What we really desire is justice, lovingkindness and righteousness. Deep down we desire character and spiritual maturity, qualities that we do not possess in ourselves. We cannot produce these things; they come only from knowing God. They are his gifts to us. Three fading glories are replaced by three unfading glories. Let us boast in God alone. Let our praise be for him and not for ourselves.
The apostle Paul picks up on this aspect of wisdom in 1 Cor 1:18-31:
For the word of the cross is to those who are perishing foolishness, but to us who are being saved it is the power of God. For it is written, “I will destroy the wisdom of the wise, And the cleverness of the clever I will set aside.” Where is the wise man? Where is the scribe? Where is the debater of this age? Has not God made foolish the wisdom of the world? For since in the wisdom of God the world through its wisdom did not come to know God, God was well-pleased through the foolishness of the message preached to save those who believe. For indeed Jews ask for signs, and Greeks search for wisdom; but we preach Christ crucified, to Jews a stumbling block, and to Gentiles foolishness, but to those who are the called, both Jews and Greeks, Christ the power of God and the wisdom of God. Because the foolishness of God is wiser than men, and the weakness of God is stronger than men.
For consider your calling, brethren, that there were not many wise according to the flesh, not many mighty, not many noble; but God has chosen the foolish things of the world to shame the wise, and God has chosen the weak things of the world to shame the things which are strong, and the base things of the world and the despised, God has chosen, the things that are not, that He might nullify the things that are, that no man should boast before God. But by His doing you are in Christ Jesus, who became to us wisdom from God, and righteousness and sanctification, and redemption, that, just as it is written, “Let him who boasts, boast in the Lord.” (1 Cor 1:18-31)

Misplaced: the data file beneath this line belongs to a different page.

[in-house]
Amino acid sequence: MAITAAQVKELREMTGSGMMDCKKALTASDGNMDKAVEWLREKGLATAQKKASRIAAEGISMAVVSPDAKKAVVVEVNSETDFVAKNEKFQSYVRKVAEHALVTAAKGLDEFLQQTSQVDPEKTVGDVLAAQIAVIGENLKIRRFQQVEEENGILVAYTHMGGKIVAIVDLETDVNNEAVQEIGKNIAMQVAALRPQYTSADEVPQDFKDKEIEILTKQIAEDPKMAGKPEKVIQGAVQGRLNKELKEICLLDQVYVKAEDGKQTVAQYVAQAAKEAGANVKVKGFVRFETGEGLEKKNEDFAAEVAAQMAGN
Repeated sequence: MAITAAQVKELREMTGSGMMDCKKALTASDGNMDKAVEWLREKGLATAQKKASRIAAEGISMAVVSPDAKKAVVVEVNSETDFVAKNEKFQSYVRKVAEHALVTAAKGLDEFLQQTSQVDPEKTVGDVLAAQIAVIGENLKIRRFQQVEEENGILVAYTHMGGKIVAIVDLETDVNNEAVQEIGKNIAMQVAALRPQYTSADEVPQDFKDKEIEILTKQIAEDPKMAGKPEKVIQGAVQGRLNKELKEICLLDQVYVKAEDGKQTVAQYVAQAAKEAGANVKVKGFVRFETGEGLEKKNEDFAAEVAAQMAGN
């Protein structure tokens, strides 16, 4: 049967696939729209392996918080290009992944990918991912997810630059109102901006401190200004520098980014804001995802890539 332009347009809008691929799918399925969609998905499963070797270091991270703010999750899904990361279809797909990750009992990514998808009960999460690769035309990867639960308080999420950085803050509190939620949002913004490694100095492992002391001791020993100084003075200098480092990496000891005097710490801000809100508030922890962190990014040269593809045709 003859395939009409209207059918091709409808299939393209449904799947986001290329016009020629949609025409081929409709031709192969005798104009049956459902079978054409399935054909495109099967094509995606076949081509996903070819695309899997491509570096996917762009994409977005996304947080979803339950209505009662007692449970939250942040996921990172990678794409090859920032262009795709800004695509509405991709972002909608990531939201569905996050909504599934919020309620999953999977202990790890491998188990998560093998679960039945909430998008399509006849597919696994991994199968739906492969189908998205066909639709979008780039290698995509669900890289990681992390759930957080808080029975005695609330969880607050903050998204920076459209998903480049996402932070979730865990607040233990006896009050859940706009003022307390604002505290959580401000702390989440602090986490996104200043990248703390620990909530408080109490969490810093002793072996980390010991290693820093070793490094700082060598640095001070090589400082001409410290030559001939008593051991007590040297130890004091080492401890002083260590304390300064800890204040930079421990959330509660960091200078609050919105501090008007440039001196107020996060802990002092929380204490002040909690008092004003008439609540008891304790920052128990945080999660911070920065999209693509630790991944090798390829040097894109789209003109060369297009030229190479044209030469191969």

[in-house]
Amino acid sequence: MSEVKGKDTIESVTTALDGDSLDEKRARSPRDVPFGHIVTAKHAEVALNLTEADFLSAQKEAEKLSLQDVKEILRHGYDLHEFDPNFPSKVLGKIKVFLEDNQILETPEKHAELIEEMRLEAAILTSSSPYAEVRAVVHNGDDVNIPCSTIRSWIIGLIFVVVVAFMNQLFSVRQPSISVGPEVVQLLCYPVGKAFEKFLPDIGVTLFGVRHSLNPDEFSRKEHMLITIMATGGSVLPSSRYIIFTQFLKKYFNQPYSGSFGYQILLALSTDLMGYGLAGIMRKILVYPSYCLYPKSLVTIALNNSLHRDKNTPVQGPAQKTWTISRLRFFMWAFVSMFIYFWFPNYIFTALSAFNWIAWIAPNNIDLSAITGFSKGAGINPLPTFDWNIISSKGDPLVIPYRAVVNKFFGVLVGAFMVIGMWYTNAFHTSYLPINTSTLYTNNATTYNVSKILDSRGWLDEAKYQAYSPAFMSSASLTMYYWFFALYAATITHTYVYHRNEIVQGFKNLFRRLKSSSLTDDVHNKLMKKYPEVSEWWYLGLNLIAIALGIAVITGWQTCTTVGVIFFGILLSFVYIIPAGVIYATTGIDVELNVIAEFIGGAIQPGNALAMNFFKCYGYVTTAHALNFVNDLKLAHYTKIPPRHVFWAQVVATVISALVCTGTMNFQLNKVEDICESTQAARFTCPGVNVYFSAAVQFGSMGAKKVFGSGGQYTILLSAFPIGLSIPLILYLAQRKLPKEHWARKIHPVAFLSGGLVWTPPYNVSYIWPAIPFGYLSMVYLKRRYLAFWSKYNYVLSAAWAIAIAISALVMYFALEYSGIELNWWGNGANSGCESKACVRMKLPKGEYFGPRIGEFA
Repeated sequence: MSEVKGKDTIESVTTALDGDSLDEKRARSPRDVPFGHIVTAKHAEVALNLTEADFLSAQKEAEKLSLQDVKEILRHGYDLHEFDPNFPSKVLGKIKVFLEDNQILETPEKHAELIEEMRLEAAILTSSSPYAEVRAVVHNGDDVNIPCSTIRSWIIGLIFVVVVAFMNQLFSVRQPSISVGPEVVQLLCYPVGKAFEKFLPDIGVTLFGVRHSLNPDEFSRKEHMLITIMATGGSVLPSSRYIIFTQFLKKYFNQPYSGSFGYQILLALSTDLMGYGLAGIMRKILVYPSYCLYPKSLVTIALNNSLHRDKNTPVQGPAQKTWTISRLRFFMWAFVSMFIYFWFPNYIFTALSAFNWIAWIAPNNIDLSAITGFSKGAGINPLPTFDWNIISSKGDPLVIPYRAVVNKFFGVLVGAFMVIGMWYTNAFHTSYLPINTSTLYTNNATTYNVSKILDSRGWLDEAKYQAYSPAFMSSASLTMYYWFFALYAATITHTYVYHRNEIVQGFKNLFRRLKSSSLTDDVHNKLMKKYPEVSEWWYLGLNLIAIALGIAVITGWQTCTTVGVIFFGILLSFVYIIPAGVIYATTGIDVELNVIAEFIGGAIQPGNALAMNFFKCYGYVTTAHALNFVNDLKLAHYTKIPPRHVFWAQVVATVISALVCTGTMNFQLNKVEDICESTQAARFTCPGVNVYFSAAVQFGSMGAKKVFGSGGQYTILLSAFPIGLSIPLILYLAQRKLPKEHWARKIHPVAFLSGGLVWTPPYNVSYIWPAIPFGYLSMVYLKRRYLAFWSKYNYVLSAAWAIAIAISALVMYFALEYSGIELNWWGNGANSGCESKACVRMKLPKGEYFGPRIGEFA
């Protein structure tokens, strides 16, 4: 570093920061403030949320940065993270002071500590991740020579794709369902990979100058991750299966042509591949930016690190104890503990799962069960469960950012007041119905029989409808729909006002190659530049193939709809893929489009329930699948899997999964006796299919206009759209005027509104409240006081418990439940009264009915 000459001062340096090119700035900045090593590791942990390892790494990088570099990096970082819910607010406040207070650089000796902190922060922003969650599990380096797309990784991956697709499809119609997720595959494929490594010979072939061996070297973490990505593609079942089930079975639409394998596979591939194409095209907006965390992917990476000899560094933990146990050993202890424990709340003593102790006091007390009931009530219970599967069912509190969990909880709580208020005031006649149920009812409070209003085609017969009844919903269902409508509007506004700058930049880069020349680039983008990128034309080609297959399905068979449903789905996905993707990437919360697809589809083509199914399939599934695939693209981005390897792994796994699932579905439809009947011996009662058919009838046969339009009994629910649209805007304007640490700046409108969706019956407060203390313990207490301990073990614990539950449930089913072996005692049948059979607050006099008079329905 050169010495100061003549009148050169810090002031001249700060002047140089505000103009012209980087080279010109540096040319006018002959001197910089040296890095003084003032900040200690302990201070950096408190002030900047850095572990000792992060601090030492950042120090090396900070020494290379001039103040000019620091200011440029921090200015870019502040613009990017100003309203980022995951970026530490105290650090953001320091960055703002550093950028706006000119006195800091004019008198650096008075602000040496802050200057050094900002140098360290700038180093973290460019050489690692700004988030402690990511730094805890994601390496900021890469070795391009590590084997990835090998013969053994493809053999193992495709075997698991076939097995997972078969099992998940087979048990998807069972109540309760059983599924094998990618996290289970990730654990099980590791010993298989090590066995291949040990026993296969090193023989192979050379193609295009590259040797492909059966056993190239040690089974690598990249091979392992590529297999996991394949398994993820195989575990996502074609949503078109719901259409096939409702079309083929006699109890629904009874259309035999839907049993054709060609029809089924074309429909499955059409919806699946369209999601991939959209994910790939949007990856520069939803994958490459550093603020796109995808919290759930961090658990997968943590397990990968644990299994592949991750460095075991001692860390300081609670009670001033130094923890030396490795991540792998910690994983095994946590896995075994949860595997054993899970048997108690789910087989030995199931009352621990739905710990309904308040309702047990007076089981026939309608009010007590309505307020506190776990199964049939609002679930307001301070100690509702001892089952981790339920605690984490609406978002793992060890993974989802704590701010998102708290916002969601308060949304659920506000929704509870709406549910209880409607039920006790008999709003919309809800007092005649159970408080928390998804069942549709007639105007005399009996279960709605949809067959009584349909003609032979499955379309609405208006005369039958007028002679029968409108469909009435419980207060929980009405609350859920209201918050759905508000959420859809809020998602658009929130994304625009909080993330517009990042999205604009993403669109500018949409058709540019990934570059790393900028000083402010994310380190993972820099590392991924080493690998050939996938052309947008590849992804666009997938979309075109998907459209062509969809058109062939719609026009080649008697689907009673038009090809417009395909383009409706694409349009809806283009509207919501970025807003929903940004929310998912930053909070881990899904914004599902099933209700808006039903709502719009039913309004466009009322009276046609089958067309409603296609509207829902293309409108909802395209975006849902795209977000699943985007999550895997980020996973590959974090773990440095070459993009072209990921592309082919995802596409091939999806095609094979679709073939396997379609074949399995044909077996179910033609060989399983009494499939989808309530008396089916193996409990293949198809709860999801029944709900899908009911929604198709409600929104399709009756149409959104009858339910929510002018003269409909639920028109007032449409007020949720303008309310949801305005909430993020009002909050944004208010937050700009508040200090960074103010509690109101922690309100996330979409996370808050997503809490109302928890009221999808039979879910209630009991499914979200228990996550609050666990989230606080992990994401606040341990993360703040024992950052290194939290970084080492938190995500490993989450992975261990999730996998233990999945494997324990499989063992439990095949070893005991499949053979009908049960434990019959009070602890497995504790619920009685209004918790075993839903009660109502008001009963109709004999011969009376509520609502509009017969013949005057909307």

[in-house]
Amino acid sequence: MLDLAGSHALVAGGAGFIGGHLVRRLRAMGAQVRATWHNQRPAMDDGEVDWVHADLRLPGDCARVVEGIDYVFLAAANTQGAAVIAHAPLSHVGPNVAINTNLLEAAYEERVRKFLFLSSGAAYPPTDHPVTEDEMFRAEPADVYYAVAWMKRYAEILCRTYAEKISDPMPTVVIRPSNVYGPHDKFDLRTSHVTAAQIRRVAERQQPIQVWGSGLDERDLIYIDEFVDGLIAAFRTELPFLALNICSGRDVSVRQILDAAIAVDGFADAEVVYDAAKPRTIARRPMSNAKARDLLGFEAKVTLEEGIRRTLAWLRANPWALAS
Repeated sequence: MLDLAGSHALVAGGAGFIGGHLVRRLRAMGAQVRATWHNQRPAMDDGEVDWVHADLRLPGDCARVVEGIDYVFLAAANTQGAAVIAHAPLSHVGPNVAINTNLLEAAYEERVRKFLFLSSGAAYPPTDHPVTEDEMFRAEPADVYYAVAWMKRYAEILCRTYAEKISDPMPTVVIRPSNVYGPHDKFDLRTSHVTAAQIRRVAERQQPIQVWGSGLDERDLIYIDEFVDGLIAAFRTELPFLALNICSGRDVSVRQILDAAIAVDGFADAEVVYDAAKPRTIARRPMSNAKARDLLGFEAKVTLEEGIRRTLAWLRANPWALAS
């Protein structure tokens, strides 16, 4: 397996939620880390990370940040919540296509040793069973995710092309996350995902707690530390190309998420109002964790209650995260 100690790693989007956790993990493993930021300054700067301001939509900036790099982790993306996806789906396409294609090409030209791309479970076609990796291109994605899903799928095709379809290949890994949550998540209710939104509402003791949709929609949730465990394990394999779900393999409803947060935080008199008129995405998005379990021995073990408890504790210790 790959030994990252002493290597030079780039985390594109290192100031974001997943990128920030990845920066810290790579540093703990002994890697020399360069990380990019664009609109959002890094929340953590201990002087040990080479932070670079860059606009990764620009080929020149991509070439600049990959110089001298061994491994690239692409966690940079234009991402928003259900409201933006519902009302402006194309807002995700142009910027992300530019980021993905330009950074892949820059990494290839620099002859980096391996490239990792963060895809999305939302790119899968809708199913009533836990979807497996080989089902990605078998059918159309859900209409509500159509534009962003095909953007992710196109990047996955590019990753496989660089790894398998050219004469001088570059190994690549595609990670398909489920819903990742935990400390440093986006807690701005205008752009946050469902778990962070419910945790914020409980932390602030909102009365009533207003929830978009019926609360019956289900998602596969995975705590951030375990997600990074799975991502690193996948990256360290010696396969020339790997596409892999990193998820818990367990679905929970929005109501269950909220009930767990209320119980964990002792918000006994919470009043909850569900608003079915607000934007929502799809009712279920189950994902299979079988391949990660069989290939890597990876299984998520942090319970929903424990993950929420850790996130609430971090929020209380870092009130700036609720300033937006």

There is nothing wrong with owning houses and cars or with seeking a satisfying and challenging career. What is wrong is boasting, praising ourselves and taking pride in these things, thinking that we accomplished everything ourselves. What is wrong is thinking that somehow these material possessions will give us what our hearts desire. Might and riches will not change our inner lives. They will not make us more mature or give us character. Of course, selling all of our possessions and losing our jobs doesn’t mean that we will gain character, either. What we desire is outside of ourselves. It comes from God.
So, as Christians we should not boast in the fact that we own an expensive home in Silicon Valley. We should not boast in our athletic ability. We should not boast in academic degrees. We boast in the Lord, in the cross, in our weakness and suffering. We die to ourselves and we look to God for justice, righteousness and loyal love. These are what give life eternal purpose. The world calls this foolishness, but God calls it wisdom.
“My soul will boast in the Lord.
The humble shall hear it and rejoice” (Ps 34:2).
C. True wisdom recognizes the difference between the impotence of idols and the majesty of God (Jer 10:1- 16)
Hear the word which the LORD speaks to you, O house of Israel.
Thus says the LORD,
“Do not learn the way of the nations,
And do not be terrified by the signs of the heavens
Although the nations are terrified by them;
For the customs of the peoples are delusion;
Because it is wood cut from the forest,
The work of the hands of a craftsman with a cutting tool.
They decorate it with silver and with gold;
They fasten it with nails and with hammers
So that it will not totter.
Like a scarecrow in a cucumber field are they,
And they cannot speak;
They must be carried,
Because they cannot walk!
Do not fear them,
For they can do no harm,
Nor can they do any good.”
There is none like Thee, O LORD;
Thou art great, and great is Thy name in might.
Who would not fear Thee, O King of the nations?
Indeed it is Thy due!
For among all the wise men of the nations,
And in all their kingdoms,
There is none like Thee.
But they are altogether stupid and foolish
In their discipline of delusion– their idol is wood!
Beaten silver is brought from Tarshish,
And gold from Uphaz,
The work of a craftsman and of the hands of a goldsmith;
Violet and purple are their clothing;
They are all the work of skilled men.
But the LORD is the true God;
He is the living God and the everlasting King.